Applied Physics B

, Volume 67, Issue 3, pp 317–330

Laboratory, ground-based, and airborne tunable diode laser systems: performance characteristics and applications in atmospheric studies

  • A. Fried
  • B. Henry
  • B. Wert
  • S. Sewell
  • J.R. Drummond
Regular paper

DOI: 10.1007/s003400050511

Cite this article as:
Fried, A., Henry, B., Wert, B. et al. Appl Phys B (1998) 67: 317. doi:10.1007/s003400050511

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O) used as the target gas. One method utilizes the Allan variance. When our present aircraft system is operated in the laboratory, the Allan variance indicates a CH2O detection limit of 0.031 ppbv for integration times of 25 s. This sensitivity corresponds to a minimum detectable absorbance of 1.0×10-6, and this is within a factor of two of that reported by Werle et al. who used high-frequency modulation spectroscopy. The present instrument utilizes conventional low-frequency (2f=100 kHz) wavelength modulation. Instrument performance, obtained from replicate measurements of CH2O standards acquired over time periods as long as 1.5 hours, on average resulted in a factor of two poorer precision than indicated by the Allan variance. Since replicate measurements precisely simulate the acquisition procedures employed, including the acquisition of sample and background spectra, they present a more meaningful measure of instrument performance. Preliminary evidence suggests that slow drifts in the laser wavelength control during acquisition of replicate measurements may play an important role in the above disparity. The resultant laser wavelength correction voltage, which is applied to counter such drifts, may also be a factor in this disparity. A limited number of replicate measurements with minimal drift in the laser wavelength yield much closer agreement between replicate and Allan variance precisions.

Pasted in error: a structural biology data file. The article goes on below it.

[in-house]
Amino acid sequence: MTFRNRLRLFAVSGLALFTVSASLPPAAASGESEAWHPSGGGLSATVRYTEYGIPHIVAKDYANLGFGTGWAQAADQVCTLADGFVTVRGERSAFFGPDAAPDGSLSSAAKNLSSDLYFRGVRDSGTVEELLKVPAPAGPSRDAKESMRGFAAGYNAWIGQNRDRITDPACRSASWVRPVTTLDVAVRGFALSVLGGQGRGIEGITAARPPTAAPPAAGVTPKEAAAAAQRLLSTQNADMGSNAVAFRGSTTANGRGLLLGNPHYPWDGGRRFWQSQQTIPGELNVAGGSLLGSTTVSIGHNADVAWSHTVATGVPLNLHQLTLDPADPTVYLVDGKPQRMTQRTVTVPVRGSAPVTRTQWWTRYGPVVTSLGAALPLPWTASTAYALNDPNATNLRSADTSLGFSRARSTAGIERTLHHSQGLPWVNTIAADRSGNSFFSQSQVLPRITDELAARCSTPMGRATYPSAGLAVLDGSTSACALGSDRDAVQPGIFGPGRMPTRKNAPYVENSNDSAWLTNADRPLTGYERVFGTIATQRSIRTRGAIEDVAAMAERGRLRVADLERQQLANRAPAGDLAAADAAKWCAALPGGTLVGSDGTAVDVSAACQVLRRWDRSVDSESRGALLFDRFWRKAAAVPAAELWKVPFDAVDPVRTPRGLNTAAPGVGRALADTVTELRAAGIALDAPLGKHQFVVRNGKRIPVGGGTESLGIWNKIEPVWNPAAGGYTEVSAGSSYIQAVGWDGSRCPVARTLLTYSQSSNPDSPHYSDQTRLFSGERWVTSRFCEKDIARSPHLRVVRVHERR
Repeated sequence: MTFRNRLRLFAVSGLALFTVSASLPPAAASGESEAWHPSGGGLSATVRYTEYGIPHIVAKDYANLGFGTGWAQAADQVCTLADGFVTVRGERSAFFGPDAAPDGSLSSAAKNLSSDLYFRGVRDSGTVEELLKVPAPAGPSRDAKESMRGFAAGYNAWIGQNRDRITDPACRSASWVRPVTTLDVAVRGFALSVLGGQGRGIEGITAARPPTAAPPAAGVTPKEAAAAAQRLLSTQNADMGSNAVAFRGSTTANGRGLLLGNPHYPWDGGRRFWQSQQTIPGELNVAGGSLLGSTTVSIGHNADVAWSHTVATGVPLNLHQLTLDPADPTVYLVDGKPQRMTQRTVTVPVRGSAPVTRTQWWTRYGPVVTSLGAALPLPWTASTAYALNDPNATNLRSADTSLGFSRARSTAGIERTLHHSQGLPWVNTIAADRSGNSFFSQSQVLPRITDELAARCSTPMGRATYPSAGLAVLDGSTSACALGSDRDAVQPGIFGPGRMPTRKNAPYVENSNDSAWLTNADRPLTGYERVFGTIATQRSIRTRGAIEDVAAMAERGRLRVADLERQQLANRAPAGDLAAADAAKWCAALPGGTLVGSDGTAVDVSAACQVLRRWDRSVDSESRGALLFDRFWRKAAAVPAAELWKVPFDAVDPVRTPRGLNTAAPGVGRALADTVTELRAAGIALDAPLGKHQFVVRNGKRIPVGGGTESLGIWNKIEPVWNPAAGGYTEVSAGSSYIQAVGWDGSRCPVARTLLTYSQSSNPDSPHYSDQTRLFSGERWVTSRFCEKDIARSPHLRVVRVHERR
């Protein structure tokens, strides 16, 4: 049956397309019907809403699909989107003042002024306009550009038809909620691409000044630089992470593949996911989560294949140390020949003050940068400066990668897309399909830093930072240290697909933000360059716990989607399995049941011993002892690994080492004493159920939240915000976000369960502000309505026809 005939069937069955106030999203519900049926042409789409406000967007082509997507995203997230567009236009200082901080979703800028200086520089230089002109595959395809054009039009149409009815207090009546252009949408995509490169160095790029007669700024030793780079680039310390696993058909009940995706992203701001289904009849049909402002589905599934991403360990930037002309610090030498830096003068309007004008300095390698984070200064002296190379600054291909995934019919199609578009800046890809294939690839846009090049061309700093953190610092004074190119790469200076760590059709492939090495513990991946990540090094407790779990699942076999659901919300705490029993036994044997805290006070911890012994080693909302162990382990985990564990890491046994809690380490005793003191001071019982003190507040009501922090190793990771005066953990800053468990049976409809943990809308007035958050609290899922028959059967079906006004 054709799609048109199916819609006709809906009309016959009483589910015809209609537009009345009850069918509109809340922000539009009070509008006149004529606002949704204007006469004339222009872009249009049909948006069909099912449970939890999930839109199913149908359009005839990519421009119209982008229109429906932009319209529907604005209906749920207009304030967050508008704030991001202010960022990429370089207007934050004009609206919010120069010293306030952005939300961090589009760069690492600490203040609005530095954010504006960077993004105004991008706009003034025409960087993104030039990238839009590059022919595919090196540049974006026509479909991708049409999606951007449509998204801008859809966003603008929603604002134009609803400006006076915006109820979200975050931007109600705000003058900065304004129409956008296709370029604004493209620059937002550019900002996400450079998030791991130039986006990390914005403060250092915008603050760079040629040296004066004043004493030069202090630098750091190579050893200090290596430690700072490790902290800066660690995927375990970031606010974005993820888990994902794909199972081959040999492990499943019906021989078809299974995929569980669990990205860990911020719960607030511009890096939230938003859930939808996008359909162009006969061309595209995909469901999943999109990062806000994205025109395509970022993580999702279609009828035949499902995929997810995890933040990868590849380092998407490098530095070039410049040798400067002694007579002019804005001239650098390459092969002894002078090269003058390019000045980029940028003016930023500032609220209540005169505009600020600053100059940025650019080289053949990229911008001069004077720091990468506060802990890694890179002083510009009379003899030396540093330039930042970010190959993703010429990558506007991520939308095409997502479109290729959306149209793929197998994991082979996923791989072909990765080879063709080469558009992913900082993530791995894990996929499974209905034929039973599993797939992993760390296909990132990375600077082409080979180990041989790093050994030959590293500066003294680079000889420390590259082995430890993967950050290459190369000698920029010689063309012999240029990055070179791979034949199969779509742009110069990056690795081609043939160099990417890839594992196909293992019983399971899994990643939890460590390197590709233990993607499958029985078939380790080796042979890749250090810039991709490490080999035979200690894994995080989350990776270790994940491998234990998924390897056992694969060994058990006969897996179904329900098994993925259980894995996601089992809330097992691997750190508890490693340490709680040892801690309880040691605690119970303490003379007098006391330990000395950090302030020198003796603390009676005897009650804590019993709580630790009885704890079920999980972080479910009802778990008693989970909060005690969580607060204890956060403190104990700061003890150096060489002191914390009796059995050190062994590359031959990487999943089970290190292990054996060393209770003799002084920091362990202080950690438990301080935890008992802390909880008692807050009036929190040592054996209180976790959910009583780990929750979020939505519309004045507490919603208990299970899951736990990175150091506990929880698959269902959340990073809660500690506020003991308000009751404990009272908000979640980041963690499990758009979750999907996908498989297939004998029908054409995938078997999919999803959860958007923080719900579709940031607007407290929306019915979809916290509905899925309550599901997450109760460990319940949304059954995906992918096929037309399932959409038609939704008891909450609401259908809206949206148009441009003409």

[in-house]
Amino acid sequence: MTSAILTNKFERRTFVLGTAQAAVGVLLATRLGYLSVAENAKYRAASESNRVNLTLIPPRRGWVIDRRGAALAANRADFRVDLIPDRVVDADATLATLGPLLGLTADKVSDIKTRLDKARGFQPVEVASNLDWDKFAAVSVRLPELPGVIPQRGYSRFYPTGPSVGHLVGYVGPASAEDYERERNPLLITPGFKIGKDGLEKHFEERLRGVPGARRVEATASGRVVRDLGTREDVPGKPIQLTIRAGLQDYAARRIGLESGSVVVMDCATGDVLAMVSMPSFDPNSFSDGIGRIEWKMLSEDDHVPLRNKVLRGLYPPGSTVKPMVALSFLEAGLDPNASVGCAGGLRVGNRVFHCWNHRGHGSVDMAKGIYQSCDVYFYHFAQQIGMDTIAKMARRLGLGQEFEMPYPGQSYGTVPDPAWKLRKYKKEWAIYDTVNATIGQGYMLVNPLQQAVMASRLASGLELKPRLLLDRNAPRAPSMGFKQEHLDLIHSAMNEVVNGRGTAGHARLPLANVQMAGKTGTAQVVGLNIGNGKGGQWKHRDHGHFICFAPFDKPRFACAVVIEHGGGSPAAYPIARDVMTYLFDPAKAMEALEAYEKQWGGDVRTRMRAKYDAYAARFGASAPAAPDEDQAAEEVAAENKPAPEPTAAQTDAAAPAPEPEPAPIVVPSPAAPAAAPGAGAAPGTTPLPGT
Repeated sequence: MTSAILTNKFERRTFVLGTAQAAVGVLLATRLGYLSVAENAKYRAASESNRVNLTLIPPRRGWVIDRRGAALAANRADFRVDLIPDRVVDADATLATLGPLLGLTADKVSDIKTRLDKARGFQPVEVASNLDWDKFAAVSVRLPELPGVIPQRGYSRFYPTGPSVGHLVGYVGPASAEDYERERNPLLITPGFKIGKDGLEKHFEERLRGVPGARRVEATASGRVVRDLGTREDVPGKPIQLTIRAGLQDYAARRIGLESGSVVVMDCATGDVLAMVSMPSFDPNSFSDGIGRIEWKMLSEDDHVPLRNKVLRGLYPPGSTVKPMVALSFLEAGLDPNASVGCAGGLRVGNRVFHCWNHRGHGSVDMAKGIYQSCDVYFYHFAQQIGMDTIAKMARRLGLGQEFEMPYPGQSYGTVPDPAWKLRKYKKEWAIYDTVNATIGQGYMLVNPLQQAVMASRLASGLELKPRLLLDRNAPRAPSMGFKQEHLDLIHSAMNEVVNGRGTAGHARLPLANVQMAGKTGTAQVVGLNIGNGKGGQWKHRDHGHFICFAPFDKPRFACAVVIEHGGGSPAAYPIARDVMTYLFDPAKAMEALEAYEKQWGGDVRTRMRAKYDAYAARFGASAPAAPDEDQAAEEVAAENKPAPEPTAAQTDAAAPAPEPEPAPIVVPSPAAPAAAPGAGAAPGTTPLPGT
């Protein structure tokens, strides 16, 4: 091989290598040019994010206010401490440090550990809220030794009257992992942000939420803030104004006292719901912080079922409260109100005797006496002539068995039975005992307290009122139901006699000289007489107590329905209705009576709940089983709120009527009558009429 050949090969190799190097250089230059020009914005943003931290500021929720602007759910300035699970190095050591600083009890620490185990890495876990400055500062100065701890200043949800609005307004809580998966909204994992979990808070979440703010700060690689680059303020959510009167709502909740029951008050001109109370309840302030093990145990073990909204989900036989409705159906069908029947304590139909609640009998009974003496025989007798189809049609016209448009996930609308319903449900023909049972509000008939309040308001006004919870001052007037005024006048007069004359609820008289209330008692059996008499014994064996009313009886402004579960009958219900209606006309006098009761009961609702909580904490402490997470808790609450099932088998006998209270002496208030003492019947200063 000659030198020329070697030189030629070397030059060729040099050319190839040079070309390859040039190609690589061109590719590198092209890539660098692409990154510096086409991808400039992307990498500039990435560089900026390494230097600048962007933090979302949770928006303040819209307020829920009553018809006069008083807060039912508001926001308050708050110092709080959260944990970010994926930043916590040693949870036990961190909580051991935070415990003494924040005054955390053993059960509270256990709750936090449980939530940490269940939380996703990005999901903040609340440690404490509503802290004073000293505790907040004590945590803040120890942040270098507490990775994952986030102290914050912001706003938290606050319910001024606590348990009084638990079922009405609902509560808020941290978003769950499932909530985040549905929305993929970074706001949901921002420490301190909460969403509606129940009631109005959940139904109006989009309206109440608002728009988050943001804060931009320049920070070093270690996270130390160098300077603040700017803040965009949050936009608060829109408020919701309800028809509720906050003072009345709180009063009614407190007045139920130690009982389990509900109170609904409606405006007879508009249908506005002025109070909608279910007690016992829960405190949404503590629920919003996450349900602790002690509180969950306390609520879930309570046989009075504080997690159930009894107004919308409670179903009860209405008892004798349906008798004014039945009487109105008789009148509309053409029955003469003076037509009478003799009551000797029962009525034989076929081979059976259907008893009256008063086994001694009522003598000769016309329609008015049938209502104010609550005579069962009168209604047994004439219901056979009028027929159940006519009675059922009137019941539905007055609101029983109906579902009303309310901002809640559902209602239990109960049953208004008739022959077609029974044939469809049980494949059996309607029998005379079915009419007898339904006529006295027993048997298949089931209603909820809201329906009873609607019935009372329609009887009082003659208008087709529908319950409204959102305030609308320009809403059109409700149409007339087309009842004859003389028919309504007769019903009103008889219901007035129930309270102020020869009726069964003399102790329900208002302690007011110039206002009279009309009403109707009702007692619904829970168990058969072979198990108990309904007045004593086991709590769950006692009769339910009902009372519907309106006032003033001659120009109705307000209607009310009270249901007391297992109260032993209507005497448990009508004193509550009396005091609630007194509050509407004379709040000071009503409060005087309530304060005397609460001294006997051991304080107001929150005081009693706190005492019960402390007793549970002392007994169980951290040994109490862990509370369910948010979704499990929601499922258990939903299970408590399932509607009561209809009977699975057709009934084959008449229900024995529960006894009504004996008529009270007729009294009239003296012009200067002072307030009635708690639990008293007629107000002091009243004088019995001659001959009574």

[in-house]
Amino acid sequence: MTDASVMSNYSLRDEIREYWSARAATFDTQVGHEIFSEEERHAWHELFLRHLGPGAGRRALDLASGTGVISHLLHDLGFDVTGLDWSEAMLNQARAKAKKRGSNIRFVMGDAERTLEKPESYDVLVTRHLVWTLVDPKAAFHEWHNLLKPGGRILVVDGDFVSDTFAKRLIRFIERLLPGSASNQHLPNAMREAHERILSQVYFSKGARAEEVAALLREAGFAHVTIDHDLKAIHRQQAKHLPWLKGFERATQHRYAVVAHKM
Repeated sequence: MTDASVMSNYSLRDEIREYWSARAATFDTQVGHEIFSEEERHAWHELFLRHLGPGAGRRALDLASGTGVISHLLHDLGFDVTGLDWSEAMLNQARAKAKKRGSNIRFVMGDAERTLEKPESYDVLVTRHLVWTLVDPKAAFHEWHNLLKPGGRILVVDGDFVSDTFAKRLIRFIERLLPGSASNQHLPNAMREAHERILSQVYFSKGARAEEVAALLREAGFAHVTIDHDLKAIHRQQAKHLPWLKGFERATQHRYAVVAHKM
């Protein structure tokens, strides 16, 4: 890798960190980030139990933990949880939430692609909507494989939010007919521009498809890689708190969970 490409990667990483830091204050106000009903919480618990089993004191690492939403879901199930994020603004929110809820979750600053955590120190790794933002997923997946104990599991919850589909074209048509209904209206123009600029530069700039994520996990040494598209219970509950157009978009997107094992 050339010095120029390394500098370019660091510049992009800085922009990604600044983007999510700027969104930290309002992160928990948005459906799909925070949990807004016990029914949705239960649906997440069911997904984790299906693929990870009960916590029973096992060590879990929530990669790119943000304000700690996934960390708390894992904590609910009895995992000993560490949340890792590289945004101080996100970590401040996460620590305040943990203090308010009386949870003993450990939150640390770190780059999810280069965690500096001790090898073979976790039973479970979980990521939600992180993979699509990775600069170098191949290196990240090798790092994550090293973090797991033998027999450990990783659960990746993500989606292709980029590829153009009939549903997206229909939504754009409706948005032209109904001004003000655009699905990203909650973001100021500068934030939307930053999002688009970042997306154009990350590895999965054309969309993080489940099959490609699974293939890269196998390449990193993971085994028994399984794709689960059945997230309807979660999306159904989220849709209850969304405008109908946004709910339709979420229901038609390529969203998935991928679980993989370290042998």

Copyright information

© Springer-Verlag 1998

Authors and Affiliations

  • A. Fried
    • 1
  • B. Henry
    • 1
  • B. Wert
    • 1
  • S. Sewell
    • 3
  • J.R. Drummond
    • 4
  1. 1.The National Center for Atmospheric Research, Atmospheric Chemistry Division, P.O. Box 3000, Boulder, Colorado 80307-3000, USAUS
  2. 2.The University of Colorado, Chemistry Department, Boulder, Colorado, USAUS
  3. 3.The Massachusetts Institute of Technology, Department of Earth, Atmospheric, and Planetary Sciences, Cambridge, MA 02139, USAUS
  4. 4.The University of Toronto, Department of Physics, 60 St. George, Toronto, Ontario, CanadaCA